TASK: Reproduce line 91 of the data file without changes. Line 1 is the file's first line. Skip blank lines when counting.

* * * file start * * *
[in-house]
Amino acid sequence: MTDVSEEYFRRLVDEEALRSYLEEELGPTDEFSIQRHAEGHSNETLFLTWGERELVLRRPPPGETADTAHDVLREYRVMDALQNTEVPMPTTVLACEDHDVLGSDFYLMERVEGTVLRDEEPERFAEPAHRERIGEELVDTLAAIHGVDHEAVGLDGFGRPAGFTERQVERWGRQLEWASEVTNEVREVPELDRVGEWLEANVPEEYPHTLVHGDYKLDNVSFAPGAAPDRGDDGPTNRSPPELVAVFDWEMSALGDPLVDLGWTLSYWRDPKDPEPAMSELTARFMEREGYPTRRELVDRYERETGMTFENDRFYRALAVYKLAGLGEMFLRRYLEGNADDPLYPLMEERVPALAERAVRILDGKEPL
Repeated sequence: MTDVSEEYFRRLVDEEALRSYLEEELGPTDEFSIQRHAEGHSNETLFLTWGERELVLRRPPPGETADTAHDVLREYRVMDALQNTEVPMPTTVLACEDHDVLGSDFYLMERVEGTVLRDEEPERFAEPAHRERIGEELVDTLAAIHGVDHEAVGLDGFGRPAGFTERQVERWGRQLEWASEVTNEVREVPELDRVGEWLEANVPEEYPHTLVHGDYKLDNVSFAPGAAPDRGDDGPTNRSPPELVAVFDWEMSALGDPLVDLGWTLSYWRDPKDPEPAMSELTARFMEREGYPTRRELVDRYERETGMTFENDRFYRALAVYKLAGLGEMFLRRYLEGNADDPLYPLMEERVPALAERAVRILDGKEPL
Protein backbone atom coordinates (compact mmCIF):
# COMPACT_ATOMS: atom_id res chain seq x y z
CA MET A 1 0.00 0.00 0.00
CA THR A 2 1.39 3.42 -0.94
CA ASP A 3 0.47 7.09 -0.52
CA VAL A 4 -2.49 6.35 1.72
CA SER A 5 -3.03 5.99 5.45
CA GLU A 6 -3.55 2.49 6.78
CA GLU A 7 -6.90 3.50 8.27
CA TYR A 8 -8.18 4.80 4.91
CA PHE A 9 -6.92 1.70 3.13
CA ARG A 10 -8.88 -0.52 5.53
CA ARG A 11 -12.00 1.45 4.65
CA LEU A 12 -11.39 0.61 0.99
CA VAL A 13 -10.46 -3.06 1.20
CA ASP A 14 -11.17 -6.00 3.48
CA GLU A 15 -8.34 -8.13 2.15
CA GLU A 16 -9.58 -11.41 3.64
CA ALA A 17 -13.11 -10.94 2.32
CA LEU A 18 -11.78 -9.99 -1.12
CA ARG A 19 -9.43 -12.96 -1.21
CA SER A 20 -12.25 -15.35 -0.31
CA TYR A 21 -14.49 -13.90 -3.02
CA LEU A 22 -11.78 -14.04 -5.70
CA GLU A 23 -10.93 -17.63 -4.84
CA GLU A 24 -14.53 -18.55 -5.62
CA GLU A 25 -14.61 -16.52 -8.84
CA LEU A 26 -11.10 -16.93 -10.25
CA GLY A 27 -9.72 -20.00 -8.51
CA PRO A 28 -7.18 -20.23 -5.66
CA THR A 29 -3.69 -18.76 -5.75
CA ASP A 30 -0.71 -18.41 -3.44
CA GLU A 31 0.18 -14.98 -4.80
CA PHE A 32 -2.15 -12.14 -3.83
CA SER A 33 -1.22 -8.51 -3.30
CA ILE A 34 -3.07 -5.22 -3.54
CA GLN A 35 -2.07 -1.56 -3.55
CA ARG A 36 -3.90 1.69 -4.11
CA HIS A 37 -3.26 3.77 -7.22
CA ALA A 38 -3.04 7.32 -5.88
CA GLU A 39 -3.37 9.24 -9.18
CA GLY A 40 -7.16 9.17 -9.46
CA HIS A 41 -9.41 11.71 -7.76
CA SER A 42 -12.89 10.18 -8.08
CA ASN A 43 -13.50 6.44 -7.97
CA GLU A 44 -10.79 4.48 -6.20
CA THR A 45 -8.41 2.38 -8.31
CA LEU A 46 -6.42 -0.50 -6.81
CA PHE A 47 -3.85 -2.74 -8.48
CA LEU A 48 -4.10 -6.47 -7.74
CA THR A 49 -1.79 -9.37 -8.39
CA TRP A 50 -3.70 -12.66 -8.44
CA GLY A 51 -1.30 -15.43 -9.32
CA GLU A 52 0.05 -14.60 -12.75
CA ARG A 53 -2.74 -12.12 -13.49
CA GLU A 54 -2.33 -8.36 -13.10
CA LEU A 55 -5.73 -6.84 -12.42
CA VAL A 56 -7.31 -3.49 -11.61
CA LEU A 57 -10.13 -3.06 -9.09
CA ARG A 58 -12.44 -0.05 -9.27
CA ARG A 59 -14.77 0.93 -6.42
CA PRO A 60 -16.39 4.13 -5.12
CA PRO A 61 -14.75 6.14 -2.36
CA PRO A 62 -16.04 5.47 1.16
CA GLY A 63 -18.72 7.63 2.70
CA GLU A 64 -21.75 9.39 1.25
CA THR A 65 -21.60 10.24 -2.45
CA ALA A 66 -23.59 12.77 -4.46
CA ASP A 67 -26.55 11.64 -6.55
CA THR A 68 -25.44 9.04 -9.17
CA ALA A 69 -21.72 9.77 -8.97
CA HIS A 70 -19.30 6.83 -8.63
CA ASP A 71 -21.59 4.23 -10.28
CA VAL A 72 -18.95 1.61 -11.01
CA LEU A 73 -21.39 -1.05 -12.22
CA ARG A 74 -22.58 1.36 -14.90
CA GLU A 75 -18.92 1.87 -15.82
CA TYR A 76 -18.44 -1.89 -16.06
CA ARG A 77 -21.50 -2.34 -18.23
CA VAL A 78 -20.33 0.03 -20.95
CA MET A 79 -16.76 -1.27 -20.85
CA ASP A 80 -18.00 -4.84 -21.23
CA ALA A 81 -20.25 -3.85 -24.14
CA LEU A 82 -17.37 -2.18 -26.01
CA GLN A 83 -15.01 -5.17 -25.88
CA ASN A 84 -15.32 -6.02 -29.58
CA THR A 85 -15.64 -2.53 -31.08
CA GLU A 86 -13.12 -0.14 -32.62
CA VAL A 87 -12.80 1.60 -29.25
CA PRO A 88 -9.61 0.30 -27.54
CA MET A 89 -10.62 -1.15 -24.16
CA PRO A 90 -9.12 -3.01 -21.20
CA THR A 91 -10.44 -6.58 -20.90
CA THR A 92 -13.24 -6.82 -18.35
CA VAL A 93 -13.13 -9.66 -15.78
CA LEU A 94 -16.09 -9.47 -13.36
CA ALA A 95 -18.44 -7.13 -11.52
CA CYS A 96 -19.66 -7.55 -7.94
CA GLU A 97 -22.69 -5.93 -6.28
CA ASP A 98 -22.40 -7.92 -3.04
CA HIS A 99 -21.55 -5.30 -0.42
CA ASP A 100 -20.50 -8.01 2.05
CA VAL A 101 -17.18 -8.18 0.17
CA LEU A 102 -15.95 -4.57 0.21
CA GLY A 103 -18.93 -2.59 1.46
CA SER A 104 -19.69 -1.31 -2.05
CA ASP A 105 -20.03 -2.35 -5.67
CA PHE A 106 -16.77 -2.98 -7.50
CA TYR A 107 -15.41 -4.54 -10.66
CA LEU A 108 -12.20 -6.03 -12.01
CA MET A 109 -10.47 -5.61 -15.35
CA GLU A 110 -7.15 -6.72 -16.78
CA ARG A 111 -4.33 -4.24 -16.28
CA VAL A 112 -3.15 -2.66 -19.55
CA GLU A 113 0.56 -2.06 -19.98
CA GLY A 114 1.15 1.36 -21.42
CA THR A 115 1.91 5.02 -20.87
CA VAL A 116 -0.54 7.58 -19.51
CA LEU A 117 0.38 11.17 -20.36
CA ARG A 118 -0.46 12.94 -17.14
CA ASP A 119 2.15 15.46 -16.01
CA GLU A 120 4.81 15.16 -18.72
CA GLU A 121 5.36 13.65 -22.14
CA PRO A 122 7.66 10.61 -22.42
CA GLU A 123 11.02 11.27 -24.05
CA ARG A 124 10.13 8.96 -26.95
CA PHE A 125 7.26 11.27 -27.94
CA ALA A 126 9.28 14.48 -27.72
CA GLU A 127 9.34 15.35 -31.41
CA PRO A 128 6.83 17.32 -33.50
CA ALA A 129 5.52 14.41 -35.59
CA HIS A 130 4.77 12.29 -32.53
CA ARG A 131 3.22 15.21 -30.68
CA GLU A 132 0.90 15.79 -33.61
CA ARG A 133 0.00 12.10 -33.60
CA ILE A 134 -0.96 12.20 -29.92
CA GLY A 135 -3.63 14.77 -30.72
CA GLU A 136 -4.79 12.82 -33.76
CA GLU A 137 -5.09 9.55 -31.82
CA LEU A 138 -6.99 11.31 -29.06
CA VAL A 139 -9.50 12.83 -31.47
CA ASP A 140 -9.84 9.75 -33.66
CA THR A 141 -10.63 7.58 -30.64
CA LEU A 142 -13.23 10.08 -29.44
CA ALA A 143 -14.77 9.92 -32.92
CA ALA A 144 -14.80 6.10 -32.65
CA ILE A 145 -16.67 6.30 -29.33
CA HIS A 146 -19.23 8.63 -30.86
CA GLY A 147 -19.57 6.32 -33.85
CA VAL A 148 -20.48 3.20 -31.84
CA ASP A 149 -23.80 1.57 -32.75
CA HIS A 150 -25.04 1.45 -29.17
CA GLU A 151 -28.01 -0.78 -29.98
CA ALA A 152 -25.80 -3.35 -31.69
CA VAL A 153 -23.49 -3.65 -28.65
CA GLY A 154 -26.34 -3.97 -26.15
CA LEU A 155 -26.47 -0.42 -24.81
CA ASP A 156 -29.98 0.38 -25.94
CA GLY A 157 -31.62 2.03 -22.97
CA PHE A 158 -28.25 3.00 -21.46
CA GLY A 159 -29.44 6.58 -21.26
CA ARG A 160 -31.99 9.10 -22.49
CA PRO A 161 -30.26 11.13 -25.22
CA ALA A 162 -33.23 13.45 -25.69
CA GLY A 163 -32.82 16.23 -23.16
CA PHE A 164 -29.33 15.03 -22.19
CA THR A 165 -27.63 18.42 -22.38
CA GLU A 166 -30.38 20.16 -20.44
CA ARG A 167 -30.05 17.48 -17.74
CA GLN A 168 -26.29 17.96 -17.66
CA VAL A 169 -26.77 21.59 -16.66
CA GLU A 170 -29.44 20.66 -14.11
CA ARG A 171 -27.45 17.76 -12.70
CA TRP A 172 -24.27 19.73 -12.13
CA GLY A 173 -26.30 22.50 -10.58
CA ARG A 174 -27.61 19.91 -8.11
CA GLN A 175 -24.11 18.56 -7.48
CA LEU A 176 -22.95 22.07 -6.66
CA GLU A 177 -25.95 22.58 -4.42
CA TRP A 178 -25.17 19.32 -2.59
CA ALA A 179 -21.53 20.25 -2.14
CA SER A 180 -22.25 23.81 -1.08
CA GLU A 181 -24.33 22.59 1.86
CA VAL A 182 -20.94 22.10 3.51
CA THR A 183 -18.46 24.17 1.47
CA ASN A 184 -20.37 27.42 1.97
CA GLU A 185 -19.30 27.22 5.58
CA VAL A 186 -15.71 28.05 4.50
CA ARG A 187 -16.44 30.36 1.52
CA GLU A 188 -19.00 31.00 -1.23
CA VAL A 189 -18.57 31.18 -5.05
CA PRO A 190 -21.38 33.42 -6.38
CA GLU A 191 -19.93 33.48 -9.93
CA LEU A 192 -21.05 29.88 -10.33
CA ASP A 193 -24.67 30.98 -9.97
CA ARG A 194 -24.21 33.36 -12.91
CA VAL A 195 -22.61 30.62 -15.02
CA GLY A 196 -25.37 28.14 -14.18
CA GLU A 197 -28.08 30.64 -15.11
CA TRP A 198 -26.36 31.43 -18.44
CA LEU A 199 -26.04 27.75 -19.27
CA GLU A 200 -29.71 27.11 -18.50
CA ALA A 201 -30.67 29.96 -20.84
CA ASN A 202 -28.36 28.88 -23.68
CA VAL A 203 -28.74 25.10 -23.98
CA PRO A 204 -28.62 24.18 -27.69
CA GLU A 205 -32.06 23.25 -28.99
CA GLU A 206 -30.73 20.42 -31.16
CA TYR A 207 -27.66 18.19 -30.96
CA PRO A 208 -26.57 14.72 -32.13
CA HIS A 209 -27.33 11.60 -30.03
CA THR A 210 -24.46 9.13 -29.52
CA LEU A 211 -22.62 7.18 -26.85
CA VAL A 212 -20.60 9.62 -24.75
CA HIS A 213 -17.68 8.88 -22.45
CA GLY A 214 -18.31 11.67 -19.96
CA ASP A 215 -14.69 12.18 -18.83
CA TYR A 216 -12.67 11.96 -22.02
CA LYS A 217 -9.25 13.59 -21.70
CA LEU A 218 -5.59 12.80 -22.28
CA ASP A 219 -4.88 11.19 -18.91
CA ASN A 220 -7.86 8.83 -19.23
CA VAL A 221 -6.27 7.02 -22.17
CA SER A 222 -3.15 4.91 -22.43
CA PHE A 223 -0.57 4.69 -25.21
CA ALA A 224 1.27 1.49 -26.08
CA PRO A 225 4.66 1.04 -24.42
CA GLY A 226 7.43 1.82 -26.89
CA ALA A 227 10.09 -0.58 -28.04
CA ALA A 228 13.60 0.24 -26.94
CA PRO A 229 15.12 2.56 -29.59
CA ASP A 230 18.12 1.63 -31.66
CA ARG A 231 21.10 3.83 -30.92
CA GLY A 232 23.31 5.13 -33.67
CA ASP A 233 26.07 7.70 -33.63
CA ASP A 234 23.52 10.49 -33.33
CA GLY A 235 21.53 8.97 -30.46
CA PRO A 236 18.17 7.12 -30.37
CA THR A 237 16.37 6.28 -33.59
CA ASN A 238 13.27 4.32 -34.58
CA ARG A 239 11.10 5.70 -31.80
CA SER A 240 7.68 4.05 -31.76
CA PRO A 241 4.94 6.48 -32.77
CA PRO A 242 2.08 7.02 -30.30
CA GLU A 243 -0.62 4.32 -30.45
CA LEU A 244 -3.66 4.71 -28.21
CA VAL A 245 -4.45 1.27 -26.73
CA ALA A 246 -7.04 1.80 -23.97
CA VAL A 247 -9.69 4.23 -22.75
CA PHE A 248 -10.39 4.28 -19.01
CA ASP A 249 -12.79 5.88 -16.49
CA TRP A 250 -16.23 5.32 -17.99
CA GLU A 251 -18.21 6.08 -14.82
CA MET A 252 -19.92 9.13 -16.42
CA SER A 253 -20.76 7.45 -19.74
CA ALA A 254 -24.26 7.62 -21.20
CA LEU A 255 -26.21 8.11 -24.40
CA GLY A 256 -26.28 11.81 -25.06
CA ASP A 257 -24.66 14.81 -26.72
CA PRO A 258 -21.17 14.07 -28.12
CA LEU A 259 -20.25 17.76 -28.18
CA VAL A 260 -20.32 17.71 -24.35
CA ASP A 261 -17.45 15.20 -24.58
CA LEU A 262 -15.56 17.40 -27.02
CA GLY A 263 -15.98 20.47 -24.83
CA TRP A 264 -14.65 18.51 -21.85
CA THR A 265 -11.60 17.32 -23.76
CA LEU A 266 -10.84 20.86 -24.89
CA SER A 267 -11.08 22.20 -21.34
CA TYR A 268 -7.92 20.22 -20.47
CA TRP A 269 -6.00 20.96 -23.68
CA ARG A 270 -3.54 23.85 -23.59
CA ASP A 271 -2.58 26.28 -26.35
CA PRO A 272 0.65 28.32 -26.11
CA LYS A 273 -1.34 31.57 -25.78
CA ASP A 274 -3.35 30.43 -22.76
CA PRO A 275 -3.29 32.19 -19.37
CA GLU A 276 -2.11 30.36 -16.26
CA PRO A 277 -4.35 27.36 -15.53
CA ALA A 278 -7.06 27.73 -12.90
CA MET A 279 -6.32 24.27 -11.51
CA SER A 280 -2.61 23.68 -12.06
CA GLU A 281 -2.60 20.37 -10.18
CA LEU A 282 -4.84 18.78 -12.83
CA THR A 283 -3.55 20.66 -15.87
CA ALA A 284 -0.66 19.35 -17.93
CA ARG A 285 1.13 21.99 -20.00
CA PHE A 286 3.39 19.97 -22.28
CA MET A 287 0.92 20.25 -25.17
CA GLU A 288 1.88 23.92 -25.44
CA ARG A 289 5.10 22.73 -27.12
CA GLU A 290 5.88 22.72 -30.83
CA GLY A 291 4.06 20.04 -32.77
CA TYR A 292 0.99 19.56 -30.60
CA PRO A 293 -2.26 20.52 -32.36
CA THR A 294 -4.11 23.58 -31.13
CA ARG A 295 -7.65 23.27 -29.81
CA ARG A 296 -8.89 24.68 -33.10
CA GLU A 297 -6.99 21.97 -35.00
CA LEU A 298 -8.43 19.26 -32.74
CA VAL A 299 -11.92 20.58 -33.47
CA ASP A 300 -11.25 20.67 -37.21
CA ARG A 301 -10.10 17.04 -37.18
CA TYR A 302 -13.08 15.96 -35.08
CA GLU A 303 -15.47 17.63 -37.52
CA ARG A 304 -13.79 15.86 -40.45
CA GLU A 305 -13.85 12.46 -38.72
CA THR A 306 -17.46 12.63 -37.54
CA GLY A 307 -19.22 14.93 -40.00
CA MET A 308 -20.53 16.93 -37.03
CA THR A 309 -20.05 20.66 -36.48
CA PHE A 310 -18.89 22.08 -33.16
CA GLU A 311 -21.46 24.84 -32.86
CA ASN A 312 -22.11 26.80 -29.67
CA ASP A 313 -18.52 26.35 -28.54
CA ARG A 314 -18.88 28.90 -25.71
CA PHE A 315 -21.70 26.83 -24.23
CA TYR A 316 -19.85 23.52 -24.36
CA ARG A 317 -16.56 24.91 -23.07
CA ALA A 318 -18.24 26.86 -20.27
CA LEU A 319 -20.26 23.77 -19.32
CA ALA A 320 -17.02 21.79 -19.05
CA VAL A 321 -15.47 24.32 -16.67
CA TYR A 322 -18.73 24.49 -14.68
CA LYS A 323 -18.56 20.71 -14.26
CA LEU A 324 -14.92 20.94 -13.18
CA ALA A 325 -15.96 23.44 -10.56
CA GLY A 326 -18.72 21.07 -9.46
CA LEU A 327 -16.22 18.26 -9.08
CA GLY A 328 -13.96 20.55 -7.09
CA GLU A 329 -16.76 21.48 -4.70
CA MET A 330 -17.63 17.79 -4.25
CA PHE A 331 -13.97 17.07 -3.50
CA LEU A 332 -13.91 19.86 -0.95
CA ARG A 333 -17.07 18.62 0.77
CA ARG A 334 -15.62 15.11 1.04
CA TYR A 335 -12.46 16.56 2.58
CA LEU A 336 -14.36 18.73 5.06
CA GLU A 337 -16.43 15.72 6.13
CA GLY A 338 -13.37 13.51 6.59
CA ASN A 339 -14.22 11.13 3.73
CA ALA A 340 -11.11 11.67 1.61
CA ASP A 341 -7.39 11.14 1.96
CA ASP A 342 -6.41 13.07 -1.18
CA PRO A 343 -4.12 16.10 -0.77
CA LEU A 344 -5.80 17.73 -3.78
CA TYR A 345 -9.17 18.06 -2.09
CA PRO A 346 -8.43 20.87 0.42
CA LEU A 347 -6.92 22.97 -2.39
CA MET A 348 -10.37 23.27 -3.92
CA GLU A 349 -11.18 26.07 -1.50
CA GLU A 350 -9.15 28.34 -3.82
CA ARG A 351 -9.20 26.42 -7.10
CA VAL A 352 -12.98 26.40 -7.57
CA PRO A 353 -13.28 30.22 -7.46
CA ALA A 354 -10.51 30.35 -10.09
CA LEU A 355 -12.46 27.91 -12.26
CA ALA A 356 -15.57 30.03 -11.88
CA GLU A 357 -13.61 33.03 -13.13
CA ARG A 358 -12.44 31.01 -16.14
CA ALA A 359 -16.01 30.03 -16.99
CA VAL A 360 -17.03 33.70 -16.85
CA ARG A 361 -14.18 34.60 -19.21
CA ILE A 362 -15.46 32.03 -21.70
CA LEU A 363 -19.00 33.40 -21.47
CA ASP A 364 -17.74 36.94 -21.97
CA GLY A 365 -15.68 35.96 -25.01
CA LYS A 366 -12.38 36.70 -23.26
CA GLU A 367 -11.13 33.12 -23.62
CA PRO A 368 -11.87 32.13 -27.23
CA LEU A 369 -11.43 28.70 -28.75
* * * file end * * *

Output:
CA GLU A 86 -13.12 -0.14 -32.62